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« Some Catholics might naively think... | Main | Benedict XVI speaks ten languages; sincerely believes in Catholicism »

Monday, April 25, 2005

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Eric Giunta

Is anyone but me the least bit disappointed in the fact that our new Holy Father has been very vague and ambiguous in the statements and homilies he has made thus far?

For instance, he speaks broadly of objective truth, and the need for Christian and religious unity; but never does he come out and say that Catholicism is this objective truth, or that unity will only be finally achieved when heretics, schismatics, and apostates themselves convert to Catholic Christianity.

I guess I'm just disappointed at his refusal thus far to make an unambiguous declaration that Catholicism is the true religion; he basically does everything he can to dance around this belief without actually saying it, as if he's afraid of beeing *too* politically incorrect.

I dunno . . .

Carl Olson

Eric: Do you think so many dissidents and MSM folks would be howling if this was a man who simply gives supposedly ambiguous statements? And then there is that Dominus Iesus document. And his 25 books. But how about this, from the homily at his installation:

"There is the desert of poverty, the desert of hunger and thirst, the desert of abandonment, of loneliness, of destroyed love. There is the desert of God’s darkness, the emptiness of souls no longer aware of their dignity or the goal of human life. The external deserts in the world are growing, because the internal deserts have become so vast. Therefore the earth’s treasures no longer serve to build God’s garden for all to live in, but they have been made to serve the powers of exploitation and destruction. The Church as a whole and all her Pastors, like Christ, must set out to lead people out of the desert, towards the place of life, towards friendship with the Son of God, towards the One who gives us life, and life in abundance."

"Today too the Church and the successors of the Apostles are told to put out into the deep sea of history and to let down the nets, so as to win men and women over to the Gospel – to God, to Christ, to true life. The Fathers made a very significant commentary on this singular task. This is what they say: for a fish, created for water, it is fatal to be taken out of the sea, to be removed from its vital element to serve as human food. But in the mission of a fisher of men, the reverse is true. We are living in alienation, in the salt waters of suffering and death; in a sea of darkness without light. The net of the Gospel pulls us out of the waters of death and brings us into the splendour of God’s light, into true life. It is really true: as we follow Christ in this mission to be fishers of men, we must bring men and women out of the sea that is salted with so many forms of alienation and onto the land of life, into the light of God. It is really so: the purpose of our lives is to reveal God to men. And only where God is seen does life truly begin. Only when we meet the living God in Christ do we know what life is."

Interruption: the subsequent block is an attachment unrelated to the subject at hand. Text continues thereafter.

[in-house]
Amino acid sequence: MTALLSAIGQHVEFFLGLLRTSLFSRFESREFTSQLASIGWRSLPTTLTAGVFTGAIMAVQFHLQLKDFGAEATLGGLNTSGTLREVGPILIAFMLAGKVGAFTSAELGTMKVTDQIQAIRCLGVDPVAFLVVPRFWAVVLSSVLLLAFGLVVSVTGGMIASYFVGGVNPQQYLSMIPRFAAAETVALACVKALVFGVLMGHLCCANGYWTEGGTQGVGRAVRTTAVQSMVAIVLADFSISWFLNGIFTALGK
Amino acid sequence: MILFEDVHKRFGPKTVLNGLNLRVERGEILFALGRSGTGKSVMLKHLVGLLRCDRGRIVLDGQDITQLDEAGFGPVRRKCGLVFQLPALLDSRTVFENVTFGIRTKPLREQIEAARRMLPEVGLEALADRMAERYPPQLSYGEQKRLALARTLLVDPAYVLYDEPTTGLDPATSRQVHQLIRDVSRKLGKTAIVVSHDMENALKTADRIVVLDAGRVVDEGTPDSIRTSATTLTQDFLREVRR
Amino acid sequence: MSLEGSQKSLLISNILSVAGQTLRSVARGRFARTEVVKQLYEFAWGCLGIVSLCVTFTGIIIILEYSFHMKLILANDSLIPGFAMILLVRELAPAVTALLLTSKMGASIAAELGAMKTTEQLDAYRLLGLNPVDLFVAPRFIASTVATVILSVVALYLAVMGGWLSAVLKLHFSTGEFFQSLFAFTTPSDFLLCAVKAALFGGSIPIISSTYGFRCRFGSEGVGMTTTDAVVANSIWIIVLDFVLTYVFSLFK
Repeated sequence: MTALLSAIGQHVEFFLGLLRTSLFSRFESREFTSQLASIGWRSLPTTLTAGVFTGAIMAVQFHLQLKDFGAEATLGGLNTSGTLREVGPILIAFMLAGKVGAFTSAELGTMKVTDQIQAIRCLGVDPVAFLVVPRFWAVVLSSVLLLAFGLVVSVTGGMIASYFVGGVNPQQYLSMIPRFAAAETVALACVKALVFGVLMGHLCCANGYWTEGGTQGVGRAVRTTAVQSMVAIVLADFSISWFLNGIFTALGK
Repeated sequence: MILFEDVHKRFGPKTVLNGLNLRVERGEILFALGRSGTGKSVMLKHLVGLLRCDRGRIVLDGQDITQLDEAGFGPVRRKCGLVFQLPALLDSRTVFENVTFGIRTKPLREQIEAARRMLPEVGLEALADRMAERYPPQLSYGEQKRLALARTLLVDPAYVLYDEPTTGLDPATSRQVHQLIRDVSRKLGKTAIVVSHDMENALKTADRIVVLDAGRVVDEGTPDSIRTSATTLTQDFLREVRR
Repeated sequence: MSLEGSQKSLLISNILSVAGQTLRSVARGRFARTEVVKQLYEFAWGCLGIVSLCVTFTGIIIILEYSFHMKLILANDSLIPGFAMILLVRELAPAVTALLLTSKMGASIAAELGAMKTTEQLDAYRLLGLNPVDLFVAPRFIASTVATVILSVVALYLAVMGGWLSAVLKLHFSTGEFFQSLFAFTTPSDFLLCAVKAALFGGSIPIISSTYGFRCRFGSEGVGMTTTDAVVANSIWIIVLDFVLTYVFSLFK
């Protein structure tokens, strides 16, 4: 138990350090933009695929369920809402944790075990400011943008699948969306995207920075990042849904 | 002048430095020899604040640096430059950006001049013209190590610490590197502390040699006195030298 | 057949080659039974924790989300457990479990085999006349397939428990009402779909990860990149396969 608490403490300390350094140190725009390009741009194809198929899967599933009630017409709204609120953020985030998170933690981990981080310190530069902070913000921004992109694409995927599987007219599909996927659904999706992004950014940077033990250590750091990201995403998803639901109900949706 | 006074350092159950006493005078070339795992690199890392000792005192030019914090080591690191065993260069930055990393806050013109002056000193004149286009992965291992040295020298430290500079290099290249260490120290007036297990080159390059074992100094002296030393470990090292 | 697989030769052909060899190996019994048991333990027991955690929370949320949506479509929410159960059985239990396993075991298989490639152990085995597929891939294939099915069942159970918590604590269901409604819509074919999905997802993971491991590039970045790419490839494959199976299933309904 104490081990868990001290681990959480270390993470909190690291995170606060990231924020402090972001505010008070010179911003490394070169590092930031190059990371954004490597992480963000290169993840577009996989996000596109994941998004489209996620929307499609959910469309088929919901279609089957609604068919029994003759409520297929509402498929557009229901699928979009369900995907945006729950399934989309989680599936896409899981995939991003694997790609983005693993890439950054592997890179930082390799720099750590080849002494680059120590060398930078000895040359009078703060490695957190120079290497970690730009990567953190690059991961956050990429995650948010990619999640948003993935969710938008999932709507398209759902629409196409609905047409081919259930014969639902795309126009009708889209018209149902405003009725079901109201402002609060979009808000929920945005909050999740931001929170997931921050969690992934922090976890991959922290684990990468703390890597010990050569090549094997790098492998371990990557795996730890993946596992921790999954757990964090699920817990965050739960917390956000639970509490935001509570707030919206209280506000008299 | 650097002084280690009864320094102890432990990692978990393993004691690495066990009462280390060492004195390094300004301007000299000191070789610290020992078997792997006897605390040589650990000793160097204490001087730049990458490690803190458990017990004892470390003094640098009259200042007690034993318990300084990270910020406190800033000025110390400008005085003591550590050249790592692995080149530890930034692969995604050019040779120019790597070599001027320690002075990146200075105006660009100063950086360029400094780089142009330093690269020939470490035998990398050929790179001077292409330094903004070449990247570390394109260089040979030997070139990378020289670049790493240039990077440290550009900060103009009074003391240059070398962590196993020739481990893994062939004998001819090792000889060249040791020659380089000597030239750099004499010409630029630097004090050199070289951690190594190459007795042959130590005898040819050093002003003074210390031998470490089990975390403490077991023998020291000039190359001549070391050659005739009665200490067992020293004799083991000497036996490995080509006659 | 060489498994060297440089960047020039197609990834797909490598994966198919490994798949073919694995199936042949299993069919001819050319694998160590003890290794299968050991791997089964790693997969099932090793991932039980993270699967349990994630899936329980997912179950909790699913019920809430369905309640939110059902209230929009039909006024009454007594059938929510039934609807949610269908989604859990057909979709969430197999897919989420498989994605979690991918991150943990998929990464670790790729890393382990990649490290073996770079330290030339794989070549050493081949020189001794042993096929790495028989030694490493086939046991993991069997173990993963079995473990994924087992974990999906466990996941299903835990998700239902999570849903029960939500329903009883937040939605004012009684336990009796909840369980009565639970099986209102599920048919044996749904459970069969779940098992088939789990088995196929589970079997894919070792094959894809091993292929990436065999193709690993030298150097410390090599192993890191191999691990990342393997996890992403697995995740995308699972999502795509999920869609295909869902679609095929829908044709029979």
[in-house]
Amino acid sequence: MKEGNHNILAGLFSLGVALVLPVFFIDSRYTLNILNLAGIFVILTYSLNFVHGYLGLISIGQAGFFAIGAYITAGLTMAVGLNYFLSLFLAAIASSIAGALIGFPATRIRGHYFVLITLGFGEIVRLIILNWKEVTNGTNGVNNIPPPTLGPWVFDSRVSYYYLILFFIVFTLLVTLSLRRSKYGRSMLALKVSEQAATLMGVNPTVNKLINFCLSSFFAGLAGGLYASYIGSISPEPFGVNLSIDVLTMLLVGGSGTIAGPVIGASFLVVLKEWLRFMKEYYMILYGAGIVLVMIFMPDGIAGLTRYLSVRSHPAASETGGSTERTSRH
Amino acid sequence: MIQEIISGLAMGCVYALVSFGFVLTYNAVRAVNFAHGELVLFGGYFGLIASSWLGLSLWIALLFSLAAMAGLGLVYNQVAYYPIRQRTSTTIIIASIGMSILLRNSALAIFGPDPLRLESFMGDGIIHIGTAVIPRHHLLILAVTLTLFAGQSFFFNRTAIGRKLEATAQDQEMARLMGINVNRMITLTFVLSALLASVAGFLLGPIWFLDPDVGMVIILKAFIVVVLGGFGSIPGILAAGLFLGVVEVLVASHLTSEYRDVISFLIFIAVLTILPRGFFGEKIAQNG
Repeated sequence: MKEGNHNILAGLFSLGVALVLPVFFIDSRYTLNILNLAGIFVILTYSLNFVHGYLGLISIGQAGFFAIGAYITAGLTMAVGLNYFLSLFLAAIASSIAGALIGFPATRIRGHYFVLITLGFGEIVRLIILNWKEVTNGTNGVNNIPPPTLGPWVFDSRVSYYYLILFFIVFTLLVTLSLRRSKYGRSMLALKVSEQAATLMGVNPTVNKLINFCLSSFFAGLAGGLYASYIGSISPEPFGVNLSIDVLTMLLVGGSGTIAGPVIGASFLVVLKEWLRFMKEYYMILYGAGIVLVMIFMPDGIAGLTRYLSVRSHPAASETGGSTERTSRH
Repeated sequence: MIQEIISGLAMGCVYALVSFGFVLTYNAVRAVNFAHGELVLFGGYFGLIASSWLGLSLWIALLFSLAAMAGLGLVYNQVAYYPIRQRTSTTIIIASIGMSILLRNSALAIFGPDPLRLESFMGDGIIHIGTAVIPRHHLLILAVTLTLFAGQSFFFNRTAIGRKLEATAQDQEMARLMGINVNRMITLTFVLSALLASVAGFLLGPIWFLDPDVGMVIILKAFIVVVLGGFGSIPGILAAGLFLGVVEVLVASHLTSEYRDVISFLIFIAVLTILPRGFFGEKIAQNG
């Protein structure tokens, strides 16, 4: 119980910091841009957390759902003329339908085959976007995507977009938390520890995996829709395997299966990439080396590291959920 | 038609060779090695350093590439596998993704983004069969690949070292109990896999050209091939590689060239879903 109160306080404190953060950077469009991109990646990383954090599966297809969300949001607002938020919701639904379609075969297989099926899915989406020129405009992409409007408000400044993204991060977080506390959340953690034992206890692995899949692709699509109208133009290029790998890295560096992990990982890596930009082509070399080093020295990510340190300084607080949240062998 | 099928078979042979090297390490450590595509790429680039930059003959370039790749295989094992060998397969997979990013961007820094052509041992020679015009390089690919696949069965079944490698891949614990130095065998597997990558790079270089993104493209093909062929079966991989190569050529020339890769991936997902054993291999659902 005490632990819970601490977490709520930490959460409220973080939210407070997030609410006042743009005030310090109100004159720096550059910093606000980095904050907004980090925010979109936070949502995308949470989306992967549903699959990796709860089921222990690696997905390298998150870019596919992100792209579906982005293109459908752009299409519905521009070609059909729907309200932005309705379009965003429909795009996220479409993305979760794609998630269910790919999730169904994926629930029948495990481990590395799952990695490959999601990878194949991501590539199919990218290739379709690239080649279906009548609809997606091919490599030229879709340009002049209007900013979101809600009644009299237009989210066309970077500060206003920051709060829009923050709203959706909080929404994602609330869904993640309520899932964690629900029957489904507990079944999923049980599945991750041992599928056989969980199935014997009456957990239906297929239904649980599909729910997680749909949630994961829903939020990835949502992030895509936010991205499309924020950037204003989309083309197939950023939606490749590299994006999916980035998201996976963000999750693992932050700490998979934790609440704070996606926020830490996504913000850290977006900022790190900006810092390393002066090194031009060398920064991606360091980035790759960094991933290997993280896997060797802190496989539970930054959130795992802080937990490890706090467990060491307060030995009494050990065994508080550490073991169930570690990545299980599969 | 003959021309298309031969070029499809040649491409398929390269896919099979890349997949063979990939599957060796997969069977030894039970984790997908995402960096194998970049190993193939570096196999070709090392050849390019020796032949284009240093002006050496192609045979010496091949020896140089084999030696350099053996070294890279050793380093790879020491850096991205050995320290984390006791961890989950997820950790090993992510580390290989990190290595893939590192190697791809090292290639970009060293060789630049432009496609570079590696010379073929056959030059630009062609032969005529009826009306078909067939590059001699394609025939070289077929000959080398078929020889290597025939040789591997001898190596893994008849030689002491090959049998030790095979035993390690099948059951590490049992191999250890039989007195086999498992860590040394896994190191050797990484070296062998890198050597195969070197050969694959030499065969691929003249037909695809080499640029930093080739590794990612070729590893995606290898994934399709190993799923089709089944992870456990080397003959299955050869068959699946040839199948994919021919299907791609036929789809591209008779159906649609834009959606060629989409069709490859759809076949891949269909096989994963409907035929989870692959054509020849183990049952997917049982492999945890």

"If we let Christ enter fully into our lives, if we open ourselves totally to him, are we not afraid that He might take something away from us? Are we not perhaps afraid to give up something significant, something unique, something that makes life so beautiful? Do we not then risk ending up diminished and deprived of our freedom? And once again the Pope said: No! If we let Christ into our lives, we lose nothing, nothing, absolutely nothing of what makes life free, beautiful and great. No! Only in this friendship are the doors of life opened wide. Only in this friendship is the great potential of human existence truly revealed. Only in this friendship do we experience beauty and liberation. And so, today, with great strength and great conviction, on the basis of long personal experience of life, I say to you, dear young people: Do not be afraid of Christ! He takes nothing away, and he gives you everything. When we give ourselves to him, we receive a hundredfold in return. Yes, open, open wide the doors to Christ – and you will find true life. Amen."

That is not vague or ambiguous at all. Unless, of course, you are looking for him to start naming heretics by name in homilies...

Eric Giunta

Carl:

Is there anything in those words that could not be said by any conservative non-Catholic Christian?

Carl Olson

Eric, you crack me up. Why not ask: is there anything in John 3:16 that could not be believed in by a "conservative non-Catholic Christian"? LOL.

Carl Olson